When a Headache is More Than "Just" a Headache

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Did you know that migraine affects 1 in 4 households in the U.S. and more than 1 billion people globally? But do you really know the difference in headaches and migraines, especially the differences in migraines for children, teens, and adults? Discover when a headache is more than "just" a headache and when to seek medical attention for all ages.

Differences in Headache vs Migraine Symptoms

While there can be a gray area between headaches and migraines, each possesses distinctive traits. "Headaches usually affect both sides of the head and are often times brought on by external sources such as looking at a computer or tablet screen for prolonged periods of time," said Dr. Lynn Rankin, neurologist, UnityPoint Clinic. "Headaches are also not associated with the secondary symptoms commonly accompanied by migraines."

Migraines are caused by blood vessels dilating and constricting, causing pulsating and pounding head pain. Depending on a person's age, migraine pains are more typically felt on one side of the head. Secondary symptoms associated with migraines

  • nausea
  • vomiting
  • blurred vision
  • sensitivity to light and odors
  • loss of appetite
  • auras
  • dizziness
  • fatigue
  • fever

These migraine symptoms are common but can also differ depending on a person's age.

Headaches and Migraines in Children

Every migraine is different for every person. A part of this difference is what may trigger a migraine in a younger child. It is easy to dismiss a teen's claim of having a migraine because you assume they do not want to go to school. Or, you may consider your child is over-reacting and feel you need to ignore the drama. Maybe your child is suffering in silence because they can't verbalize their pain and symptoms well. 

Migraine triggers include

  • inadequate sleep
  • skipped meals
  • stress
  • weather changes
  • loud noises and bright lights

"If your child is prone to severe headaches or migraines, take note of what happened that may have triggered them," said Dr. Rankin.

Spotting a migraine in a child is more difficult as the secondary symptoms are more prevalent than head pain. If your child suffers from unexplained nausea, vomiting and dizziness this may point to more painful migraines in the future. You may also notice a change in your child's behavior and demeanor before symptoms occur. These changes may include:

  • loss of appetite
  • irritability
  • yawning
  • food cravings
  • lethargy
  • withdrawal
  • mood swings

If you notice these indicators are often followed by the secondary migraine symptoms stated above, your child may be suffering from migraines.

Headaches and Migraines in Teens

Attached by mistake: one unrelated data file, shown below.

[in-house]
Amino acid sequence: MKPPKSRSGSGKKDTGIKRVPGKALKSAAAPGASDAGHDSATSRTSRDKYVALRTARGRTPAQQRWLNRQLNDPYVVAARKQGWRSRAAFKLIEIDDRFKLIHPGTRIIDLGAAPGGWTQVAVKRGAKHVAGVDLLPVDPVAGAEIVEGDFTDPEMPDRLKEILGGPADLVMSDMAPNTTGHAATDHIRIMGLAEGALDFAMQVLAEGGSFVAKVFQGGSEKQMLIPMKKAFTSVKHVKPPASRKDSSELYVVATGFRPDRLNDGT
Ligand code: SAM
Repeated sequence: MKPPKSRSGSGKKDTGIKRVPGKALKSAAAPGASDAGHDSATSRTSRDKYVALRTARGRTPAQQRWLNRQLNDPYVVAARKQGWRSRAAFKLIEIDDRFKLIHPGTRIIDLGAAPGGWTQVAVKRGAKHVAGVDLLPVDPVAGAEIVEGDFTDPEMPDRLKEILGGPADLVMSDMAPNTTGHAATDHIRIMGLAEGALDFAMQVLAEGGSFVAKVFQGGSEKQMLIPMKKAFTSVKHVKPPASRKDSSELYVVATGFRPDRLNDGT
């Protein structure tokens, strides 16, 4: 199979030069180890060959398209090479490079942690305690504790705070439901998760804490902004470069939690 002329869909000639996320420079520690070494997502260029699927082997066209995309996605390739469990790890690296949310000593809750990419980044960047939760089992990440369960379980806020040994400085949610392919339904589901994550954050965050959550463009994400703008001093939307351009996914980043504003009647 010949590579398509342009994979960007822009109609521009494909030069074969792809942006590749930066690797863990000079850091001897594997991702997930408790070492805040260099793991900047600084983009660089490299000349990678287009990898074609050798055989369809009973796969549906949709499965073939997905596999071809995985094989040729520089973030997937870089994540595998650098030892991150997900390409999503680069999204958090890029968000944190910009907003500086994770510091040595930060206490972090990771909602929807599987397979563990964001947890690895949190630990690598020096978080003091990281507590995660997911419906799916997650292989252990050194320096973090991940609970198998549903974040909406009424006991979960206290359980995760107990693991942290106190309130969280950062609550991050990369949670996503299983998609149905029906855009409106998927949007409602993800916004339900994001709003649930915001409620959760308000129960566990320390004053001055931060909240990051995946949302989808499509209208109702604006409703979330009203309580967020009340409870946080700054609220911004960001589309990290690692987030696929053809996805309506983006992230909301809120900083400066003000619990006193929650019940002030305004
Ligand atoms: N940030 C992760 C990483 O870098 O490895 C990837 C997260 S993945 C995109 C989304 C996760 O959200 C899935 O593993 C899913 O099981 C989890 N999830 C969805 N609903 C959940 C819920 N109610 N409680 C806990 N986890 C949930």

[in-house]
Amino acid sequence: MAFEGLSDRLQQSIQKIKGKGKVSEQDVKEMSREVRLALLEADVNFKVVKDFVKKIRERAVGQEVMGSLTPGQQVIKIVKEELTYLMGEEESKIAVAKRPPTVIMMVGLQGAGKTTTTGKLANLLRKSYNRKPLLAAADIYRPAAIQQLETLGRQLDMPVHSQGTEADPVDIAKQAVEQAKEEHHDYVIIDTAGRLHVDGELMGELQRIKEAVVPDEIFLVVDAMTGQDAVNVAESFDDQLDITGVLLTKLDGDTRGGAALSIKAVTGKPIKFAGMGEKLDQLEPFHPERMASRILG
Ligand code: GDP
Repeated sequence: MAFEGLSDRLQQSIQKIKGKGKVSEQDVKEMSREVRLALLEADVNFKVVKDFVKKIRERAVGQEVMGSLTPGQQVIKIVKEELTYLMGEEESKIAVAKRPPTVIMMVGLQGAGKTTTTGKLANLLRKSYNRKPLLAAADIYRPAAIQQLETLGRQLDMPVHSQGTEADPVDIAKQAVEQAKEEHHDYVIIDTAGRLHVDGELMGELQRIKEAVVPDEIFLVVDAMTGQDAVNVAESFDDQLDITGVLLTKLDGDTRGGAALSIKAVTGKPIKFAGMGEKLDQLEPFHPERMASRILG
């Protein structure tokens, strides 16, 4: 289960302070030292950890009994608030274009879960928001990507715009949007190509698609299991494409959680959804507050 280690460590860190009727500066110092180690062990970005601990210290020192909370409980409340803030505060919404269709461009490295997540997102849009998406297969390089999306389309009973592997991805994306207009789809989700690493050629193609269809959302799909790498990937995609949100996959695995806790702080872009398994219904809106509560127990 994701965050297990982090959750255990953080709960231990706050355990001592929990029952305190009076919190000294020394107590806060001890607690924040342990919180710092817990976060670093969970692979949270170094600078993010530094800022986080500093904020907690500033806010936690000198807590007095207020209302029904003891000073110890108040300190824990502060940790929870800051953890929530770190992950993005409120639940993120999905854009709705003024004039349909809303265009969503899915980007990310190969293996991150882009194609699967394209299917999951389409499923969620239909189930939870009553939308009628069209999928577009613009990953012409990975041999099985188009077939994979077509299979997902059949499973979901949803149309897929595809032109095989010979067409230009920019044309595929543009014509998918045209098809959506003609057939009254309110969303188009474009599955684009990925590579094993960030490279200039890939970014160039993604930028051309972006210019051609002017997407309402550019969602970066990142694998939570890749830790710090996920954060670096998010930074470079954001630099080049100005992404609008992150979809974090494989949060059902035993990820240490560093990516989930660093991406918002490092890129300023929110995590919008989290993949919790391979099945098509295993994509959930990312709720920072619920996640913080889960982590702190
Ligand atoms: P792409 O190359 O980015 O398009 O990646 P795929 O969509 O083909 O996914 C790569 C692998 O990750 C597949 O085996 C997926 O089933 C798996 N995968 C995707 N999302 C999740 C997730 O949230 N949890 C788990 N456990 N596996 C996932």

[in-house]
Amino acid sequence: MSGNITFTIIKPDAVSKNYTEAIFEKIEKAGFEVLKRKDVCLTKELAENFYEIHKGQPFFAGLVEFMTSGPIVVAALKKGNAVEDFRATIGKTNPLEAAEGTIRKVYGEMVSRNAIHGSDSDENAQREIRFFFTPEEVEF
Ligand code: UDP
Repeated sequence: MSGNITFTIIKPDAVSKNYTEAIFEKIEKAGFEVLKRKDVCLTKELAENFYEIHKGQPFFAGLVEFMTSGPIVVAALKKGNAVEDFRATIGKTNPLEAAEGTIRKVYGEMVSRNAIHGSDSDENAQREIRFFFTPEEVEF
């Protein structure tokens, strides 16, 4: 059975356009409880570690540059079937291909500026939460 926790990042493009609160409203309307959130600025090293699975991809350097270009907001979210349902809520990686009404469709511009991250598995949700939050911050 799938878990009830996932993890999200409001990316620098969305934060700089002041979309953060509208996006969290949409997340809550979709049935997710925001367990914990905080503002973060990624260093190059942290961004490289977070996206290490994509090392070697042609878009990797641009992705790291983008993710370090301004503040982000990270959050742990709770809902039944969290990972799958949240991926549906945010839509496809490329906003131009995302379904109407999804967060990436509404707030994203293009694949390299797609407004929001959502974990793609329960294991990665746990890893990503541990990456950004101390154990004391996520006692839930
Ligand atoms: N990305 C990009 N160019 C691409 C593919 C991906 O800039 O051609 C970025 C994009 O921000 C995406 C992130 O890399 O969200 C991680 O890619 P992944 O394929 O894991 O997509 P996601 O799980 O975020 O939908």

There are times during a teen's development that migraines may develop. Boys going through puberty experience migraines more often than girls going through puberty. Yet teen girls past puberty experience migraines more regularly than boys of the same age. The duration of a migraine in a teen also tends to last longer when compared to migraines in adults and young children. The secondary symptoms most commonly associated with teen migraines include:

  • light sensitivity
  • sound sensitivity

If your child is going through puberty or in their teen years, their complaints about headaches may not be an attempt to stay home from school.

Headaches and Migraines in Adults

Unlike children who experience mainly secondary symptoms and teens who are most commonly affected by light and sound sensitivity, adults can experience many different migraine symptoms. Adults are more likely to experience auras, a type of interference with one's vision that could include bright flashes of light or blurry vision.

Adults may also be able to predict when a migraine is approaching based on common signals. These signals include:

  • constipation
  • depression
  • food cravings
  • hyperactivity
  • irritability
  • neck stiffness
  • uncontrollable yawning

If you are suffering from migraines, try to keep track of symptoms that happen regularly before a migraine hits.

When to Visit the Doctor

While it is easy to blow off a migraine as an intense headache, you could be dealing with pain longer than you have to. If you or your child have begun to experience migraine symptoms recently, reach out to a neurologist today. If you have suffered from migraines for the majority of your life, these are the times when you should go in for another check-up:

  • migraines come on abruptly and are severe
  • you are suffering from a fever, stiff neck, double vision, weakness and numbness along with the head pain
  • head pain hurts worse after coughing, exertion or straining
  • You experience 15 or more migraine days a month

UnityPoint Health neurologists are prepared to work with you and your family to diagnose and treat migraines in people of all ages. Have more headache-free days this year by coordinating care with a neurologist today!